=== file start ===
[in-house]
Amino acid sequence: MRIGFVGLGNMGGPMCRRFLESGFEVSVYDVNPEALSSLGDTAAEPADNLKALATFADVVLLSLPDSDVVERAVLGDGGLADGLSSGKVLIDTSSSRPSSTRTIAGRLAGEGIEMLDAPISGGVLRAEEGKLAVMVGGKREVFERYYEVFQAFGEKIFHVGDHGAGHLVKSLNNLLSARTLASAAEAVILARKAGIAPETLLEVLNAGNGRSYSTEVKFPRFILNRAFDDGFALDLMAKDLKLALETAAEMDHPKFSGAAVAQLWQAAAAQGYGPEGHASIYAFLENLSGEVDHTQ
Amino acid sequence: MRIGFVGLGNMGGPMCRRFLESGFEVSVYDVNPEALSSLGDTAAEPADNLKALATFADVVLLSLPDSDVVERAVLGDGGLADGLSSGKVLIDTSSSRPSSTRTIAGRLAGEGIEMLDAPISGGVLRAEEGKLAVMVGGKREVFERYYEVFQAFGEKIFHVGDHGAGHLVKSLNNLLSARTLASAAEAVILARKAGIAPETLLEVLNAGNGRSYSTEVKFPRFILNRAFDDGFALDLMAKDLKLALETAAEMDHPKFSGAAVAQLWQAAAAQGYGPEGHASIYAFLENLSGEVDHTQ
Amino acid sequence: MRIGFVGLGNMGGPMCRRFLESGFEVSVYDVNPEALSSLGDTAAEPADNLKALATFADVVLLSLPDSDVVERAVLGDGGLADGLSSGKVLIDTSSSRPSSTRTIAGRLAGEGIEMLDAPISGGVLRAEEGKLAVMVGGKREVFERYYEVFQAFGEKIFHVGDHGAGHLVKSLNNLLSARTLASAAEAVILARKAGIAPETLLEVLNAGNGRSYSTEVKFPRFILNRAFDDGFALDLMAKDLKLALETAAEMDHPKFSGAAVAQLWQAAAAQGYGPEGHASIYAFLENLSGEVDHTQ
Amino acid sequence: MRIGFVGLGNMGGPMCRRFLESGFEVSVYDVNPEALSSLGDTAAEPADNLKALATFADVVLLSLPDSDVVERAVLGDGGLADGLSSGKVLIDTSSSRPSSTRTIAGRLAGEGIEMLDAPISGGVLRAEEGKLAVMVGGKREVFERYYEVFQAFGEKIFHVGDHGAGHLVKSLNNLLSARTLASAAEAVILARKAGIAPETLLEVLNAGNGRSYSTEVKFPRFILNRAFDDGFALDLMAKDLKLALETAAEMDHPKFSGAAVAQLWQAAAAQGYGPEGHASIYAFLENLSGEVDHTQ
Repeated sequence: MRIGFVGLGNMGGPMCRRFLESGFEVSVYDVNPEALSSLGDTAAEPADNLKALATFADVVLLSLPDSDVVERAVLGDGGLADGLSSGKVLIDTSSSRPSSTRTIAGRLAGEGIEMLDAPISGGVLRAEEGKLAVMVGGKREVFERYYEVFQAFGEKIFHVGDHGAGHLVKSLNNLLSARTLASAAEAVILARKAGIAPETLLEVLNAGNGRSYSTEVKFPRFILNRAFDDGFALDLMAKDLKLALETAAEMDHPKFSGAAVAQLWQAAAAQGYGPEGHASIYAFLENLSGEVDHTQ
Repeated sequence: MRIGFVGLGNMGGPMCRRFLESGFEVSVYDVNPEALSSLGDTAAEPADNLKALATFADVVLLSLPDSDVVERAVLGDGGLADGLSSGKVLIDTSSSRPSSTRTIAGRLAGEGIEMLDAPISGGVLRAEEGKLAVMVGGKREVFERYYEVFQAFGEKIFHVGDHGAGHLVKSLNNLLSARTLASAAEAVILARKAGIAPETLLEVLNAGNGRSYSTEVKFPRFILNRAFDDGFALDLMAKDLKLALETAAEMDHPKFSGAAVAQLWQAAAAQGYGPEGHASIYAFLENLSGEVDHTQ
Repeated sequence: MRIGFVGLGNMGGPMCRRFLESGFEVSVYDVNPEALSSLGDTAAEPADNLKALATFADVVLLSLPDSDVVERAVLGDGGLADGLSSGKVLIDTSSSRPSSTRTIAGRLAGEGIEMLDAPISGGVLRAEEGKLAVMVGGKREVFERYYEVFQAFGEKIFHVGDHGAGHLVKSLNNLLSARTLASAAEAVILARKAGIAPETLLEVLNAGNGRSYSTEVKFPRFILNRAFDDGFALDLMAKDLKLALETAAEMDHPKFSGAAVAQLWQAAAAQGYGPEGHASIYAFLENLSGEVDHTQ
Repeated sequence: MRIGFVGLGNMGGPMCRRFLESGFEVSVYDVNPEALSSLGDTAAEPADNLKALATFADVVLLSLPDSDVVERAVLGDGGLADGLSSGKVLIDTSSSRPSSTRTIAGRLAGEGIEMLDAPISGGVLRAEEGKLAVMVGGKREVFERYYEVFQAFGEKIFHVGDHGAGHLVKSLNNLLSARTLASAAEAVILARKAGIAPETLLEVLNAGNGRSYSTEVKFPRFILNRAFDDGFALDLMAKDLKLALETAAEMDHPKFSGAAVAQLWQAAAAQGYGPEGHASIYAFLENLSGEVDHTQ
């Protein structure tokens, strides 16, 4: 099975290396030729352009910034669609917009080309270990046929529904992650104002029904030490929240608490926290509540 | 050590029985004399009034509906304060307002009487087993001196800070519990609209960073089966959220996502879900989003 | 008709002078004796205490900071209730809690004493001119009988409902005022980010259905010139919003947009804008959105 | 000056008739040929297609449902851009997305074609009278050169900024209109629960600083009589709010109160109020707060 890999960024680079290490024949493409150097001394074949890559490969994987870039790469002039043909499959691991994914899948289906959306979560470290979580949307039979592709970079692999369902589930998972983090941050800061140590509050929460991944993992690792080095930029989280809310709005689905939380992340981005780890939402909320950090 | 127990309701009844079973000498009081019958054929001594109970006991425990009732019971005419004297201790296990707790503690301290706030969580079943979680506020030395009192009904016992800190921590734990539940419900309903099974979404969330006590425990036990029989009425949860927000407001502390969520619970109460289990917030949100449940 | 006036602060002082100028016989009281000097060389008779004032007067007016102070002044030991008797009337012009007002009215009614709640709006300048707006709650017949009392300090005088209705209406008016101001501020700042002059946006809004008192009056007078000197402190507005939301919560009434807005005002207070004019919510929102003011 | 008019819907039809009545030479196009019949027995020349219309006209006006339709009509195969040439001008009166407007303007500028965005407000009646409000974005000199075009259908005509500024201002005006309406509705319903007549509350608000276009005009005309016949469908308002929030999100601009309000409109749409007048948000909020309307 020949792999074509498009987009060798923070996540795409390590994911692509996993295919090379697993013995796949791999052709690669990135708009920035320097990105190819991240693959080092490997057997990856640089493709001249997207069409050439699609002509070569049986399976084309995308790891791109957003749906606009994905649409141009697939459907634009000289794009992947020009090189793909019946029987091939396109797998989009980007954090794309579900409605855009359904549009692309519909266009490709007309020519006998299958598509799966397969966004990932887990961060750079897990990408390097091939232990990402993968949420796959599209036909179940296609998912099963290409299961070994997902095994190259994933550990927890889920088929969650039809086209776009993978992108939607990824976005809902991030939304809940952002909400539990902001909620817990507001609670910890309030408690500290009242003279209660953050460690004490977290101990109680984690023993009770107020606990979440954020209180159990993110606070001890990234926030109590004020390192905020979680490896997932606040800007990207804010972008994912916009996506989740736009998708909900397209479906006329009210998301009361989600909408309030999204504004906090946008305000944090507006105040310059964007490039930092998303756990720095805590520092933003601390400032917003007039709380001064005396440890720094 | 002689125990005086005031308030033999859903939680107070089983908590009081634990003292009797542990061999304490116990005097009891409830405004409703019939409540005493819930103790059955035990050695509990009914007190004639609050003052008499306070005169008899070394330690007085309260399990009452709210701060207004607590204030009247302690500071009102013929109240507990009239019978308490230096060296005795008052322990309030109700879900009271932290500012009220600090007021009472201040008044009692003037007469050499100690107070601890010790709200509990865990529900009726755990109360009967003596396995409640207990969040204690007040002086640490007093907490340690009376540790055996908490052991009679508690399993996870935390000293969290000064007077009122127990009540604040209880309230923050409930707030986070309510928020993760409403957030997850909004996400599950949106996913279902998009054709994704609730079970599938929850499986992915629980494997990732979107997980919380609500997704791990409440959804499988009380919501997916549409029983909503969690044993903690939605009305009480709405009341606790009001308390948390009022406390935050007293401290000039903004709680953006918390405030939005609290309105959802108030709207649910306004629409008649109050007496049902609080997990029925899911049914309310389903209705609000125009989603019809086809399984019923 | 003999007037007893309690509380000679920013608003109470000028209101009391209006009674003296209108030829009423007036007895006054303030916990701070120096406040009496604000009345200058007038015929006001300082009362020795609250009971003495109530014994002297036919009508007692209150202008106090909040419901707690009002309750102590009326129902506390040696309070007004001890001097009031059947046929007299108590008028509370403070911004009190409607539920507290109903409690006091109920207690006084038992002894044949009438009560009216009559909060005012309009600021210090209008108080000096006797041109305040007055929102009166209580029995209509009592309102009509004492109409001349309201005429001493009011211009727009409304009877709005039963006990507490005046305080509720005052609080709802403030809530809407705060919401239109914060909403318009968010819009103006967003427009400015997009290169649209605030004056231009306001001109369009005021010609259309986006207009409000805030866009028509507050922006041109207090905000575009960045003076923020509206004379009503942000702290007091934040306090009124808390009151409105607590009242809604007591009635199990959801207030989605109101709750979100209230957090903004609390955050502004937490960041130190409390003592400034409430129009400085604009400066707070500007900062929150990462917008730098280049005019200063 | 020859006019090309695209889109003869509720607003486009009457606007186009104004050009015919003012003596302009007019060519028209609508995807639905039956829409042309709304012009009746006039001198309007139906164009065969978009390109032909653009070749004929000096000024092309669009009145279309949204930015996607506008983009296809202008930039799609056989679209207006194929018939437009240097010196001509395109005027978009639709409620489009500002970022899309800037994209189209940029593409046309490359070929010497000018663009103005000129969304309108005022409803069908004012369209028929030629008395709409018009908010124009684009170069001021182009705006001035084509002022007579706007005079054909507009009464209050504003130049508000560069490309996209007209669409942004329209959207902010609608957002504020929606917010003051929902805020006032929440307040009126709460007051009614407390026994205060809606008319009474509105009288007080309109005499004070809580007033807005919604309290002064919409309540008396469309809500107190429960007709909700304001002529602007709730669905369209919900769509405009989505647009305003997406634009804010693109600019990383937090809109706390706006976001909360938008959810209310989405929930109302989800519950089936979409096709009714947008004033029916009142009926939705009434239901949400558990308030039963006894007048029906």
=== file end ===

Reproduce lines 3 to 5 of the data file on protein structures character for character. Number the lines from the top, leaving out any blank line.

Amino acid sequence: MRIGFVGLGNMGGPMCRRFLESGFEVSVYDVNPEALSSLGDTAAEPADNLKALATFADVVLLSLPDSDVVERAVLGDGGLADGLSSGKVLIDTSSSRPSSTRTIAGRLAGEGIEMLDAPISGGVLRAEEGKLAVMVGGKREVFERYYEVFQAFGEKIFHVGDHGAGHLVKSLNNLLSARTLASAAEAVILARKAGIAPETLLEVLNAGNGRSYSTEVKFPRFILNRAFDDGFALDLMAKDLKLALETAAEMDHPKFSGAAVAQLWQAAAAQGYGPEGHASIYAFLENLSGEVDHTQ
Amino acid sequence: MRIGFVGLGNMGGPMCRRFLESGFEVSVYDVNPEALSSLGDTAAEPADNLKALATFADVVLLSLPDSDVVERAVLGDGGLADGLSSGKVLIDTSSSRPSSTRTIAGRLAGEGIEMLDAPISGGVLRAEEGKLAVMVGGKREVFERYYEVFQAFGEKIFHVGDHGAGHLVKSLNNLLSARTLASAAEAVILARKAGIAPETLLEVLNAGNGRSYSTEVKFPRFILNRAFDDGFALDLMAKDLKLALETAAEMDHPKFSGAAVAQLWQAAAAQGYGPEGHASIYAFLENLSGEVDHTQ
Amino acid sequence: MRIGFVGLGNMGGPMCRRFLESGFEVSVYDVNPEALSSLGDTAAEPADNLKALATFADVVLLSLPDSDVVERAVLGDGGLADGLSSGKVLIDTSSSRPSSTRTIAGRLAGEGIEMLDAPISGGVLRAEEGKLAVMVGGKREVFERYYEVFQAFGEKIFHVGDHGAGHLVKSLNNLLSARTLASAAEAVILARKAGIAPETLLEVLNAGNGRSYSTEVKFPRFILNRAFDDGFALDLMAKDLKLALETAAEMDHPKFSGAAVAQLWQAAAAQGYGPEGHASIYAFLENLSGEVDHTQ